Students Help to Build a Future for Tsunami Victims

3 October 2006

Faculty of Architecture Hosts Banda Aceh Design Studio

On Boxing Day morning in 2004 Chyntia Aryani was at her family home near the harbour in Banda Aceh, a small city on the north-western tip of the Indonesian island of Sumatra.

It was a Sunday morning, but the suburbs were fuller than usual with visitors in town for the holidays. "At 8am, we felt the earth quake", Aryani says. "Fifteen minutes later the wave came. Everyone ran, it was really crowded and no-one had any idea what was happening."

The Tsunami killed both her parents and destroyed her home. "I lost half of my memory there," says Aryani, who has lived in Banda Aceh, the capital of the Aceh province, since she was a child. Aryani now lives with her two brothers and two sisters in a home further inland, near Syiah Kuala University, where she studies architecture.

Aryani is speaking to Uni News in the forecourt of the University of Sydney's Architecture Faculty. Three of her fellow architecture students from Syiah Kuala, and a handful of final year architecture students from the University of Sydney, are scattered on the chairs around her.

The have just come from an intensive design studio class where they have been pouring over walls which are covered in plans for dormitories, small shared houses, clinics, mosques and sports fields. They are all draft designs for a Rotary Youth Centre (RYC) that will be built some 8km from Banda Aceh, on what is now a large rice field.

The RYC will eventually accommodate 500 university students, and include a small village for orphaned children (called "Gampong Anak"), along with a variety of community facilities such as a medical centre and a range of spaces for students to socialise, cook and study.

The project will go a small way to rebuilding Aceh, the district which bore the brunt of the Tsunami's devastation, and where hundreds of thousands either perished or were displaced. Schools were destroyed, teachers went missing and thousands of children were orphaned.

As the Australian students present their ideas for the village in the studio workshop, the Indonesian students fill them in about the appropriate shapes for roofs in that part of Indonesia, the right orientation to ensure a mosque faces Mecca, and the need to keep male and female bedrooms separate.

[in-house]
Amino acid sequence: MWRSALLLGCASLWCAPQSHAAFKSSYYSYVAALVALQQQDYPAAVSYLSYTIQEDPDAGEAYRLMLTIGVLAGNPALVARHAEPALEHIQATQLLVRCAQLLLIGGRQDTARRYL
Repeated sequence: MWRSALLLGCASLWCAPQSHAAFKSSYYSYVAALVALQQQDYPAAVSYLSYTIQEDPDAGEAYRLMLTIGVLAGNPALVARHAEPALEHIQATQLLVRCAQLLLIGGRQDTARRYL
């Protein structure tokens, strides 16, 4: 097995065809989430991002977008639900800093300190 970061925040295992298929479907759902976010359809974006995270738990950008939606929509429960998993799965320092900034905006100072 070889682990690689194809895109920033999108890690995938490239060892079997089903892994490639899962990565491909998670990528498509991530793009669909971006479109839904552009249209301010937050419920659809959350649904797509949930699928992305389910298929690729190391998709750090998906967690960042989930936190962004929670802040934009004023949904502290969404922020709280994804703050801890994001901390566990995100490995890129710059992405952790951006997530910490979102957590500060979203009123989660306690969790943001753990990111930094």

"I wasn't too sure how it would work, but everyone's been really happy to speak up and learn from eachother," says Dr Peter Armstrong, a lecturer from the Architecture Faculty who is overseeing the project. Armstrong has been involved for nearly a decade in aid and reconstruction projects in South-East Asia, including schools in Cambodia and other projects in Laos and Timor. Getting students involved in real-life projects such as this one is a great "teaching vehicle", he says.

The project was initiated by the Turramurra Rotary Club, which chose a design by final year University of Sydney architecture student Nicole Bowller to be the site's masterplan. Her plan extends the single natural water channel through the site by creating a circular series of canals that would diffuse any sudden rush of water.

"I designed it so the impact of a [future] Tsunami would be lessened. Using the soil that I dug from the waterways as landfill also means I can put the buildings on higher levels so they can be protected, without having to bring in expensive in-fill."

Rotary has so far raised over $1 million towards the project. It has also sponsored the students' visit to Australia - in between working on the plans for the Youth Centre and sitting in on design lectures at the University, Rotary representatives have been showing them Canberra, the Blue Mountains and (of course) the Sydney Opera House.

"Everyday we learn something different about how people live here, how they study and learn architecture," says Aryani's friend Vida Asrina. She is impressed with the household recycling here: "we all throw everything in the rubbish together," she says, However she thinks Indonesian buildings have the edge when it comes to disabled access.

Aryani, who now lives with her four brothers and sisters near her University in Banda Aceh, says she hopes she will be able to work on the centre when she returns home and graduates. She'd also like to see it become not just a home for Indonesian students, but for students from other countries who want to experience her culture.

The ship above was dumped five kilometres inland after floating over the Mosque.